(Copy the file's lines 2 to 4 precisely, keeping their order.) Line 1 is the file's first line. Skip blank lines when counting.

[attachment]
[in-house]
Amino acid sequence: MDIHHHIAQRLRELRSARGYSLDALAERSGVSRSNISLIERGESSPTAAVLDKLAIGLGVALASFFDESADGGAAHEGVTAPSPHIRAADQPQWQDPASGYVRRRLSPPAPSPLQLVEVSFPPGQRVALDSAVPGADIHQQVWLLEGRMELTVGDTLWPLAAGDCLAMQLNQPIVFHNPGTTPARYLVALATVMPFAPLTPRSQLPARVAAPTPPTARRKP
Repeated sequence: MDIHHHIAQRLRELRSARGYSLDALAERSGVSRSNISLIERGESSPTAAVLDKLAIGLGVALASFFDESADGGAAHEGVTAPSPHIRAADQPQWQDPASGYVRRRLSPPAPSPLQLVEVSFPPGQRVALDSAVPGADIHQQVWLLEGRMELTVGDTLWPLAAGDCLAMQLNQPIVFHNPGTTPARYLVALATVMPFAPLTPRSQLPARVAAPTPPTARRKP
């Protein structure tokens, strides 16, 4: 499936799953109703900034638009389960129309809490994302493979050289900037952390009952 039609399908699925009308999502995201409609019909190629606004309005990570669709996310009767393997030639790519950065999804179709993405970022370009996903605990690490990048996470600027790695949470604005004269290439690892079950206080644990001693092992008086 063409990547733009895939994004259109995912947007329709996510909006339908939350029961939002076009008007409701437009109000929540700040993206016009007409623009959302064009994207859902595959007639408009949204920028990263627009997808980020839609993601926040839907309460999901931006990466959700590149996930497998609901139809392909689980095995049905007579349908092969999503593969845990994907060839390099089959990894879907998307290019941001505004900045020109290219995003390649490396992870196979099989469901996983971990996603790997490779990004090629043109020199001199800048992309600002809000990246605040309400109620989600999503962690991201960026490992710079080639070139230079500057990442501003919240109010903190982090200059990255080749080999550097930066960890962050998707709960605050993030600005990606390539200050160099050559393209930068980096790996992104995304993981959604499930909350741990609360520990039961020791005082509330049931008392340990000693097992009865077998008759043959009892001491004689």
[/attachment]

Amino acid sequence: MDIHHHIAQRLRELRSARGYSLDALAERSGVSRSNISLIERGESSPTAAVLDKLAIGLGVALASFFDESADGGAAHEGVTAPSPHIRAADQPQWQDPASGYVRRRLSPPAPSPLQLVEVSFPPGQRVALDSAVPGADIHQQVWLLEGRMELTVGDTLWPLAAGDCLAMQLNQPIVFHNPGTTPARYLVALATVMPFAPLTPRSQLPARVAAPTPPTARRKP
Repeated sequence: MDIHHHIAQRLRELRSARGYSLDALAERSGVSRSNISLIERGESSPTAAVLDKLAIGLGVALASFFDESADGGAAHEGVTAPSPHIRAADQPQWQDPASGYVRRRLSPPAPSPLQLVEVSFPPGQRVALDSAVPGADIHQQVWLLEGRMELTVGDTLWPLAAGDCLAMQLNQPIVFHNPGTTPARYLVALATVMPFAPLTPRSQLPARVAAPTPPTARRKP
């Protein structure tokens, strides 16, 4: 499936799953109703900034638009389960129309809490994302493979050289900037952390009952 039609399908699925009308999502995201409609019909190629606004309005990570669709996310009767393997030639790519950065999804179709993405970022370009996903605990690490990048996470600027790695949470604005004269290439690892079950206080644990001693092992008086 063409990547733009895939994004259109995912947007329709996510909006339908939350029961939002076009008007409701437009109000929540700040993206016009007409623009959302064009994207859902595959007639408009949204920028990263627009997808980020839609993601926040839907309460999901931006990466959700590149996930497998609901139809392909689980095995049905007579349908092969999503593969845990994907060839390099089959990894879907998307290019941001505004900045020109290219995003390649490396992870196979099989469901996983971990996603790997490779990004090629043109020199001199800048992309600002809000990246605040309400109620989600999503962690991201960026490992710079080639070139230079500057990442501003919240109010903190982090200059990255080749080999550097930066960890962050998707709960605050993030600005990606390539200050160099050559393209930068980096790996992104995304993981959604499930909350741990609360520990039961020791005082509330049931008392340990000693097992009865077998008759043959009892001491004689």